ACLU Challenges Solitary Confinement And Unwarranted Strip Searches Of Girls Held In Texas Youth Prison
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AUSTIN, TX – The American Civil Liberties Union and the ACLU of Texas filed a class action lawsuit today on behalf of five girls – all of whom have histories of sexual, physical, or emotional abuse – held in the Brownwood State School. Brownwood is a “high security” youth prison located in central Texas and operated by the Texas Youth Commission (TYC), the state’s juvenile corrections agency. The ACLU charges that TYC subjects the girls to unwarranted solitary confinement, routine strip searches and brutal physical force.
“Throwing children into cold, bare solitary confinement cells is profoundly damaging, especially to children who previously have been abused,” said Mie Lewis, staff attorney with the ACLU Women’s Rights Project. “The ACLU has closely monitored developments in the Texas Youth Commission over the last year, and although we see some improvements, TYC’s reliance on solitary confinement has to stop.”
The ACLU charges that the treatment the girls have suffered violates their constitutional rights under the Fourth, Fifth, Eighth, and Fourteenth Amendments as well as international standards protecting children from abuse and prohibiting torture and other forms of cruel, inhuman or degrading treatment or punishment. The lawsuit was filed in U.S. District Court for the Western District of Texas.
“We are optimistic that we can meet with the defendants soon and come to an amicable solution,” said Lenora Lapidus, Director of the ACLU Women’s Rights Project. “It’s in the interests of both the children and TYC to stop these practices.”
Brownwood State School serves as the reception site for all girls committed to TYC custody and nearly all girls in custody in Texas are held there. Brownwood holds approximately 150 girls who have been sent there for offenses ranging from school-related disciplinary infractions to minor property offenses and more serious offenses.
Girls at Brownwood are regularly placed in punitive solitary confinement in oppressively cold, concrete cells, empty except for a metal slab intended to be used as a bed. Solitary confinement is imposed for minor misbehavior, for self-harm or for expressing a desire to commit self-harm. Terms of solitary confinement can be brief or can last for days, weeks and even months.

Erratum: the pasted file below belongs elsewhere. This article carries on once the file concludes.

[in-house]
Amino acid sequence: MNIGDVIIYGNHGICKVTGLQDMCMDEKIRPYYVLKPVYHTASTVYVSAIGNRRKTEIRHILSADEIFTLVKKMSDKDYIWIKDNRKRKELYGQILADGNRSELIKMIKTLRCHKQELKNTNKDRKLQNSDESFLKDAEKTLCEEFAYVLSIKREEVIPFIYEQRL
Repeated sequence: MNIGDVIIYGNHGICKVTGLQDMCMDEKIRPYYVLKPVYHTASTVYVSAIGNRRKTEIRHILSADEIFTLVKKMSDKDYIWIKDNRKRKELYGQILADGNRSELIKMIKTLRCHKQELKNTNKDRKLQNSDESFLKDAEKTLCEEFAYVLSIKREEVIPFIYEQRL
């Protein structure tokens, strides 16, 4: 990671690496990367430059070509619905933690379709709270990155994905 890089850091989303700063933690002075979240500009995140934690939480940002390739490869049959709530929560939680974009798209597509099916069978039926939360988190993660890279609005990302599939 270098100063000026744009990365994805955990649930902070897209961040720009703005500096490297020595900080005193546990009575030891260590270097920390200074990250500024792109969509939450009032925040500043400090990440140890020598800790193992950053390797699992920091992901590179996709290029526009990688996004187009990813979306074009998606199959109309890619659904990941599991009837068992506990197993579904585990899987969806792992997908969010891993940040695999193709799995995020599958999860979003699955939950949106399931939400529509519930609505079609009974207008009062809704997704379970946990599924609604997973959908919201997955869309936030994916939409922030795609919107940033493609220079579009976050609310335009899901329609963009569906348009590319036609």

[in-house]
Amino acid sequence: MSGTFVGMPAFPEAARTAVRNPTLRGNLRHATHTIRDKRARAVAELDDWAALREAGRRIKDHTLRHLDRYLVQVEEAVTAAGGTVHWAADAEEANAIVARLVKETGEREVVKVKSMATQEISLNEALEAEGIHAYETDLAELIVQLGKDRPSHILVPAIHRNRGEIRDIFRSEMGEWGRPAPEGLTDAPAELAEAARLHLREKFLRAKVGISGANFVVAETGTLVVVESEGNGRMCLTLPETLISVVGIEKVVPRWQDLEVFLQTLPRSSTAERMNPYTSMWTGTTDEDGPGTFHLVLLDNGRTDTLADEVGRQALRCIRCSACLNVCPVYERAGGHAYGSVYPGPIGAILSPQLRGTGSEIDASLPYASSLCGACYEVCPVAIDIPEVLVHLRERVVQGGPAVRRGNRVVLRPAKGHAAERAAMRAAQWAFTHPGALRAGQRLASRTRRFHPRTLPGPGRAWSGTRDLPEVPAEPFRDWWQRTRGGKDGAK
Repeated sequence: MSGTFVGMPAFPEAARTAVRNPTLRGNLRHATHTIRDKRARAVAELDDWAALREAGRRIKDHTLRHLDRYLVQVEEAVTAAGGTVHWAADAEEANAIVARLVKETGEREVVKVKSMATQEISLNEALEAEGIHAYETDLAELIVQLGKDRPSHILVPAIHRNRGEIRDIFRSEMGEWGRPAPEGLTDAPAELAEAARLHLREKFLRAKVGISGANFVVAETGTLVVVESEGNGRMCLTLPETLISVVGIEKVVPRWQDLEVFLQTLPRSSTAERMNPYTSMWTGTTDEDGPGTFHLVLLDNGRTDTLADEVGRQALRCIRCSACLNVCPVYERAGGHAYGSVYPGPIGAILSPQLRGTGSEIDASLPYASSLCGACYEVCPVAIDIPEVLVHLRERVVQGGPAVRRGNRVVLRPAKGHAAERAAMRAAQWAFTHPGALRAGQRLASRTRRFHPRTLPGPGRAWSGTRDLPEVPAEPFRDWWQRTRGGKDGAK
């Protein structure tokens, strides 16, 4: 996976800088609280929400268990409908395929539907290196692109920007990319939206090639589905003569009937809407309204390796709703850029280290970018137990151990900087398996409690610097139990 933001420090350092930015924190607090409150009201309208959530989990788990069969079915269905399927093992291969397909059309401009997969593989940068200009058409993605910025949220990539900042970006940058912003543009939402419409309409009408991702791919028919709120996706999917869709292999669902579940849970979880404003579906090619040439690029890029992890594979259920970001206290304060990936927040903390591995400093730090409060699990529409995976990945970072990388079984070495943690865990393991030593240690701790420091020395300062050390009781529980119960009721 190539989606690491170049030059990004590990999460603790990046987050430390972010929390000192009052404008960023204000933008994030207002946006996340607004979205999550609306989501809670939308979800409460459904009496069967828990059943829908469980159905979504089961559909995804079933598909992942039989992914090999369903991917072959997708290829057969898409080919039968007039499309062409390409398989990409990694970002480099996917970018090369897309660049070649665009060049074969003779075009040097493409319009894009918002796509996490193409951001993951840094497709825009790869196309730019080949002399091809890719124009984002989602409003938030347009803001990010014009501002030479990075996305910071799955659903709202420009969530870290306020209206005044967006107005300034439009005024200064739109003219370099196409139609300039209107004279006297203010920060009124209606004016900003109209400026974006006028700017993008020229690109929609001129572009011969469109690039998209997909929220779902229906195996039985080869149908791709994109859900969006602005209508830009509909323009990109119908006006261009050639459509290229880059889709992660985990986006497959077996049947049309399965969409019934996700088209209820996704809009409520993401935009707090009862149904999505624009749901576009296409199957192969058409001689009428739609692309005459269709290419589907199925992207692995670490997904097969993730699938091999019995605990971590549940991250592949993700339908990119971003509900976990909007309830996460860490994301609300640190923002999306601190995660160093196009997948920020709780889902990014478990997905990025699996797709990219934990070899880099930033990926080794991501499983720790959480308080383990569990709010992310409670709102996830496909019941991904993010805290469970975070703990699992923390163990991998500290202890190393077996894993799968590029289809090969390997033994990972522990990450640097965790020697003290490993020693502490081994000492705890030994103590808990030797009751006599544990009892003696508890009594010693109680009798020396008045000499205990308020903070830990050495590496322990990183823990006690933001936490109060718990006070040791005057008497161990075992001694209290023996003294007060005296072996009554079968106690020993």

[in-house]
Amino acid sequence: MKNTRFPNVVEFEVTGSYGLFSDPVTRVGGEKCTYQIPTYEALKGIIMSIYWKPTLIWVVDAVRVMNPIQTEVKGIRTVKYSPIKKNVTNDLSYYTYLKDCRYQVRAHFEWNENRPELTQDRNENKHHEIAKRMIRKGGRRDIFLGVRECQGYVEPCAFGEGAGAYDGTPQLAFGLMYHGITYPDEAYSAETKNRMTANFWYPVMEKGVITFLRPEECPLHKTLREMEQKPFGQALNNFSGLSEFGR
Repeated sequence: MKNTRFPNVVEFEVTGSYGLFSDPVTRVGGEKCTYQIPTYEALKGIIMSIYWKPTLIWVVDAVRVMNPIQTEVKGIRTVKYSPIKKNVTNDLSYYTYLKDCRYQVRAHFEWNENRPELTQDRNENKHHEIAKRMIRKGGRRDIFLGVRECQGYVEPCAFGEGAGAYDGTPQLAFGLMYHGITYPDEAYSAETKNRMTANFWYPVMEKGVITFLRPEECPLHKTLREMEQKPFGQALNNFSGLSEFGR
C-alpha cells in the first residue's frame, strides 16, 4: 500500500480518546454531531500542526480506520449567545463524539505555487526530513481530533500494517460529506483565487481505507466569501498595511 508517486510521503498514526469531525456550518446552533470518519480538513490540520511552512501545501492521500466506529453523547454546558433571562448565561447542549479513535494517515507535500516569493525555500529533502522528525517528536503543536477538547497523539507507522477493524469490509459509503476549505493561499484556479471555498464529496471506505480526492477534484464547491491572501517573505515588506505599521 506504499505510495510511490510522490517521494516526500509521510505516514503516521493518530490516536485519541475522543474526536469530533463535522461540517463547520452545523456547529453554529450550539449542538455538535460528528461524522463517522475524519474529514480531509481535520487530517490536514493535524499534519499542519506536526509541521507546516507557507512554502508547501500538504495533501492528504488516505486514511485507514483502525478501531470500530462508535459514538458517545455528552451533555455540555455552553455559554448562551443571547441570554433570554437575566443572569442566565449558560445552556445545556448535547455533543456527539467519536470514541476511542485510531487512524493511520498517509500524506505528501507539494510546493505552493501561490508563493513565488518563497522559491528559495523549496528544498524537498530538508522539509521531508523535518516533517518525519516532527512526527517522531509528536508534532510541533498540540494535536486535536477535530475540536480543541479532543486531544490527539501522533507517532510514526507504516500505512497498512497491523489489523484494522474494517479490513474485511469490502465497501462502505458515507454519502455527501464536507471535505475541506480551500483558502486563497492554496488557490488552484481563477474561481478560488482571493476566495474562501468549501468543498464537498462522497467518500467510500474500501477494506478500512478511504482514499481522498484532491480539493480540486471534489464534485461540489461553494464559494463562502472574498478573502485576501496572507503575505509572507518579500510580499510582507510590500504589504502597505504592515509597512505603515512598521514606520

Upon entering or exiting solitary confinement and on other occasions when they have not left the facility – for example, when they finish a work assignment within the prison – girls are subject to invasive strip searches. When girls resist, guards regularly use physical force, pepper spray, handcuffs and leather straps to force them to comply. These tactics are also used on girls already in solitary confinement in response to self-harm, shouting, and banging on the wall. Girls subjected to this treatment report suffering flashbacks to childhood rapes and feeling degraded, humiliated and afraid.
“The link between psychological trauma and delinquent behavior is well established,” said Lisa Graybill, Legal Director of the ACLU of Texas. “Instead of helping girls learn to cope with their experiences, TYC is re-traumatizing them through the use of solitary confinement and strip searches. TYC must do better, for the sake of our clients and all children in the state’s custody.”
Attorneys on the lawsuit, K.C. et. al v. Nedelkoff et. al, include Lewis and Lapidus from the ACLU Women’s Rights Project, Graybill from the ACLU of Texas, Steven M. Watt from the ACLU Human Rights Program and Elizabeth Alexander from the ACLU National Prison Project.
The complaint is available online at:
The motion for class certification and memorandum in support of motion for class certification are available online at:
More information on the ACLU’s work on girls in youth prisons including excerpts of interviews with the girls held in the Brownwood facility is available at:
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